LONDON : Global securities regulators set out on Thursday their first blueprint to make participants in “decentralised finance” (DeFi)accountable for their actions and safeguard market stability.
DeFi platforms allow users to lend, borrow and save in digital assets, using the blockchain technology that underpins cryptoassets to bypass the traditional gatekeepers of finance such as banks and exchanges.
The collapse of crypto exchange FTX and of the Terra USD stablecoin during 2022 showed how shocks in one part of the crypto market can trigger billions of dollars in outflows from DeFI applications, said IOSCO, the global umbrella body for securities watchdogs from across the world.
Such events have seen DeFi shrink from about $180 billion in late 2021 to about $40 billion currently, and the sector is also being used for moneylaundering, IOSCO said.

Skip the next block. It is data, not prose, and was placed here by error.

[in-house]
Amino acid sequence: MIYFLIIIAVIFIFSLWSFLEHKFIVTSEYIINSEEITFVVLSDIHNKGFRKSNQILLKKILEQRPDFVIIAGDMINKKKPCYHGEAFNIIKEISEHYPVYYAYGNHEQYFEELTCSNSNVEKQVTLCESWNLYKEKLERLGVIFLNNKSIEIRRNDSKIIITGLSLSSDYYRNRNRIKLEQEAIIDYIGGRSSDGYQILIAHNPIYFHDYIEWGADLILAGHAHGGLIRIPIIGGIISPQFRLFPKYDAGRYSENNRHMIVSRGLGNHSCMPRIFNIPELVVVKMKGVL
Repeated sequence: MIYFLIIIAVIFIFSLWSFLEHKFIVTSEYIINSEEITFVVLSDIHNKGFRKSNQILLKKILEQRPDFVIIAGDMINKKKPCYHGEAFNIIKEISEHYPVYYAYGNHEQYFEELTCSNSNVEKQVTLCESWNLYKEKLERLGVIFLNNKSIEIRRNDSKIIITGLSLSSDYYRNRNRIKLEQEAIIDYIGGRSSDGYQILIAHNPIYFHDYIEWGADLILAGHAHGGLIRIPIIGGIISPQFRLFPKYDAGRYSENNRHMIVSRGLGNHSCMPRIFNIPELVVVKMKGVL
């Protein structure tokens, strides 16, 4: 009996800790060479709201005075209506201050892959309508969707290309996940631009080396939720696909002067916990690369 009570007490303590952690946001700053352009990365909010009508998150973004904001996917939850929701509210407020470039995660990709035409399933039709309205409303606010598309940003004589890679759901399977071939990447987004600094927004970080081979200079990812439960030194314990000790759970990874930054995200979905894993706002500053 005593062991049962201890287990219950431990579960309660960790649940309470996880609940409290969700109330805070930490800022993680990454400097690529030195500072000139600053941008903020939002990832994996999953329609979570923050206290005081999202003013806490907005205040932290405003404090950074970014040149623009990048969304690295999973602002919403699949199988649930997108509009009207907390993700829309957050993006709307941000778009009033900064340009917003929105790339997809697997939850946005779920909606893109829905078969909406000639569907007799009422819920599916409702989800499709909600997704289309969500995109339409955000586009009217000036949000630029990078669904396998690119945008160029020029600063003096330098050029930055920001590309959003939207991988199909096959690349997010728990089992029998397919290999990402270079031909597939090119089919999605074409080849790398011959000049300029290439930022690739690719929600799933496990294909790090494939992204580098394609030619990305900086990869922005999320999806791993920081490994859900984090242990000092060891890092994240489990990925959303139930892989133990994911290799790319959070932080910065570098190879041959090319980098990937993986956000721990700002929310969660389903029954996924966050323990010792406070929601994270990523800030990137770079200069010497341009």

“There is a common misconception that DeFi is truly decentralised and governed by autonomous code or smart contracts,” said Tuang Lee Lim, chair of a fintech taskforce at IOSCO.
Stakeholders in DeFi and their roles, and the organizational, technological, and communication mechanisms they use, tend to mimic those in traditional finance.
“In reality, regardless of the operating model of the DeFi arrangement, ‘responsible persons’ can be identified,” Lim said.
Regulators have little standardised data on DeFI, a situation made worse by market participants using multiple pseudonymous addresses to obfuscate their activities, IOSCO said.
The watchdog has proposed a framework for regulators across the 130 jurisdictions covered by its membership to ensure investor protection and stable markets with DeFi, identify and manage risks, obtain clear disclosures and cross-border cooperation to enforce applicable laws.
Regulators should use existing laws or introduce new ones where needed to get a full picture of DeFI, including the identities of people and companies involved, IOSCO said.
A public consultation on the proposals, which dovetail with proposals from IOSCO in May to regulate cryptoassets themselves, runs until mid-October before the framework is finalised around the end of 2023.
IOSCO members commit to applying agreed recommendations, and some member countries like the United States have already begun looking at how DeFi fits into existing securities laws.